Though making strides, the NHS has gaps in serving diverse communities equitably. Inequalities persist in A&E outcomes between groups. Uneven access from deprivation and geography remain factors.
As found in the Inclusive Britain report, outcomes still vary greatly across populations. NHS England targets diseases disproportionately impacting minorities to address this. Though progressing, success relies on understanding and meeting diverse needs. Solutions must be co-designed to build trust. Only through an inclusive approach can Urgent and Emergency Care achieve consistent, quality treatment for all.
Krista Burslam-Dawe: A Health Tech COO with a Different, Rejuvenated Perspective
At the forefront of this effort is Krista Burslam-Dawe, the COO of Opto Health - an enigma leading in the male-dominated realm of health tech. Krista's diverse background, delivering care across populations and geographies, provides the empathy and insight to spearhead this needed change. She represents inclusion's power to build trust and meet patients' needs.
After qualifying as a nurse in 2001, Krista began work at Derriford Hospital in Devon. Here, she quickly learned the importance of resilience, adaptability, and agility in delivering care. She discovered a passion for triage - the need to swiftly assess patients and determine the urgency of their conditions.
“From the minute I started my training, I was permanently looking at how I could do things differently, how we could change for the better. Derriford had a great system of allocating different teams on shift; teams would deal with the priority allocated rather than just picking up the next patient that arrived.”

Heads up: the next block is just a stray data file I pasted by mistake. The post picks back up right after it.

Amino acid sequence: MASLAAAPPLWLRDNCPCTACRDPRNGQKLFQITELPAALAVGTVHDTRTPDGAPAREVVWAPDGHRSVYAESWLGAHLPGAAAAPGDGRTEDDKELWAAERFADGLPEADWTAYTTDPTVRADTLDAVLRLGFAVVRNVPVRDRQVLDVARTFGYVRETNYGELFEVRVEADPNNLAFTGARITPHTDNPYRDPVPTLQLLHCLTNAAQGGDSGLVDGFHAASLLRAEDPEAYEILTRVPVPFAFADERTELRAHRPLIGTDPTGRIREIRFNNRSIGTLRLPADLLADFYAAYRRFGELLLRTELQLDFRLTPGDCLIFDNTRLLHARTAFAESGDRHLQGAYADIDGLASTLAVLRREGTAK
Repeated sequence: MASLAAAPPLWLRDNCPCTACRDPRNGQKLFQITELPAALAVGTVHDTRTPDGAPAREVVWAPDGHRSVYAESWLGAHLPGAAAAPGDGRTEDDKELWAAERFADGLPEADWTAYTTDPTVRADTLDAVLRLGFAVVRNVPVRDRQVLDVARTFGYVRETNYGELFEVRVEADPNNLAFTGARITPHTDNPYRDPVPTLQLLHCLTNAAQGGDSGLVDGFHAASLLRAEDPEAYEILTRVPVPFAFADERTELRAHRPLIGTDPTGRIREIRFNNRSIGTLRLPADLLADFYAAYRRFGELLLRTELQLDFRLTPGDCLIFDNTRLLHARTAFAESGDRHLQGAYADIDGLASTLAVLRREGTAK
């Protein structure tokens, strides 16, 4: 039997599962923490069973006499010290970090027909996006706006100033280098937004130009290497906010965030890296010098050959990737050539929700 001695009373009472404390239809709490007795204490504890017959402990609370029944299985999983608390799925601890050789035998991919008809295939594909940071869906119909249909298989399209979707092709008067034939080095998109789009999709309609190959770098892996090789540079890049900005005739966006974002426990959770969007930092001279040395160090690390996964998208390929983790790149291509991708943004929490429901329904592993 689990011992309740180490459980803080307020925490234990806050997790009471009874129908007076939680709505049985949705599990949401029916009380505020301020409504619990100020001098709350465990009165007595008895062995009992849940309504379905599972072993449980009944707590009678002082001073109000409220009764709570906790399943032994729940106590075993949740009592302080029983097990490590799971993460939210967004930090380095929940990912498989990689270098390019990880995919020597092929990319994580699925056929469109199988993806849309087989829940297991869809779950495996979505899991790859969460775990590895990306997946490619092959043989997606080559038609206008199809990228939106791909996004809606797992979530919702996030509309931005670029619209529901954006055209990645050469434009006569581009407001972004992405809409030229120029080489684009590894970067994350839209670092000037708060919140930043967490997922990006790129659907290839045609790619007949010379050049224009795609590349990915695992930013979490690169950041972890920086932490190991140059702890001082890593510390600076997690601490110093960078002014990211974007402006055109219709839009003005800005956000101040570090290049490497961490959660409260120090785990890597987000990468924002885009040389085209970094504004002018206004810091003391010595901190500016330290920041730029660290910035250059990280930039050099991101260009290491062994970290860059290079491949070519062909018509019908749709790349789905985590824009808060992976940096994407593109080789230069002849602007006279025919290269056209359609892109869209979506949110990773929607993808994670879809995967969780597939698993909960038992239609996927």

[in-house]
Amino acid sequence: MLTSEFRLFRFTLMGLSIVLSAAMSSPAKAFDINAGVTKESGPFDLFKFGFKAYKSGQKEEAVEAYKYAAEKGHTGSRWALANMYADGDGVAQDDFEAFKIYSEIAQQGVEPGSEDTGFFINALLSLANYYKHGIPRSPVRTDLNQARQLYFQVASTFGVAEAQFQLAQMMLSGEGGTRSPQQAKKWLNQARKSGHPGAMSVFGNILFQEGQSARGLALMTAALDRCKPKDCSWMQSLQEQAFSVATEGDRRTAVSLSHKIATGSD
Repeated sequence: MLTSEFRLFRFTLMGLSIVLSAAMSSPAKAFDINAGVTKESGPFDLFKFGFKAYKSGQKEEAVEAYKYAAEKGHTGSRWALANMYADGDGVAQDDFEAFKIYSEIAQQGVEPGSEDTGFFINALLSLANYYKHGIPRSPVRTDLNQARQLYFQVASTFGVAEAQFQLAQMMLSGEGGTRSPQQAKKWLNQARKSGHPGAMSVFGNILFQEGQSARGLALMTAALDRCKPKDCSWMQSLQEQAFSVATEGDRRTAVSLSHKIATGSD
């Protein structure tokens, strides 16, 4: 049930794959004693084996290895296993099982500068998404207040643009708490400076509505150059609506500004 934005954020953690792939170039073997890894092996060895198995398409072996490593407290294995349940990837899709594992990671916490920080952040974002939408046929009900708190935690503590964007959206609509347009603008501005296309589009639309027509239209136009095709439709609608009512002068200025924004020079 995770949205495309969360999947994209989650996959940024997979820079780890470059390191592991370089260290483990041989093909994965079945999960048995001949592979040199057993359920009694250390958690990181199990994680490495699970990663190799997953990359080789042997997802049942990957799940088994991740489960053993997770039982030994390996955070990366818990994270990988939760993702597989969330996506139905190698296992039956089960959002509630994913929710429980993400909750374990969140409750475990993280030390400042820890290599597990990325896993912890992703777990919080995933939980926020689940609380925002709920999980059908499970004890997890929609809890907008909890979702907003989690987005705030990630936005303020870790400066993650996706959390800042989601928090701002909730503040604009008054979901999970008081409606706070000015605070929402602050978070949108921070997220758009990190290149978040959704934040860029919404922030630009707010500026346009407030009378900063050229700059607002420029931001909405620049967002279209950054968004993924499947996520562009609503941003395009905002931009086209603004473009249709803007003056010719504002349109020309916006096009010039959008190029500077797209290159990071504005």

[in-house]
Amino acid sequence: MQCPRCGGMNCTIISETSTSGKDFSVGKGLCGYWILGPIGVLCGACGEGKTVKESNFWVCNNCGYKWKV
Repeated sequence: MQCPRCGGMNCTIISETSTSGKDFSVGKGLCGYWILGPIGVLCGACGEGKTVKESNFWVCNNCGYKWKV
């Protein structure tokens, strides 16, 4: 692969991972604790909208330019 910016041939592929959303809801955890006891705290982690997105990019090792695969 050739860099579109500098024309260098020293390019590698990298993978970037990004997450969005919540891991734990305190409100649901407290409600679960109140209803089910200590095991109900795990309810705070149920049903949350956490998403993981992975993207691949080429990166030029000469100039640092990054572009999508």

Krista came to admire Derriford's culture, which prioritised flexibility and constant improvement. She drew parallels to her father's background in the military and naval services. Like those environments, Derriford fostered a willingness to change and find solutions when challenges arose.
“Being a heavily military staffed hospital, the culture of adaptability and resilience was strong. Their willingness to change and look for improvements and the same drive by my father who is a former Royal Marine is something I have taken forward throughout my career.”
Krista then travelled to South Africa, where she worked as a volunteer for Kyleisha’s ambulance service. She recounts on the impact working with the team in South Africa, stating:
"After three years at Derriford I left for South Africa and to work at the Red Cross Paediatric Hospital. I must give a massive thanks to Professor Lee Wallis for giving me this amazing opportunity and supporting me throughout a huge learning curve in my career." Krista reflects. "It was the most incredible experience of my professional life."
"I turned up on the very first night shadowing an experienced paramedic in the rapid response car. The following night I was the sole clinician in that rapid response vehicle. This was scary, but also exciting. I was flattered they thought I had the clinical skills and credibility to be able to do this by myself."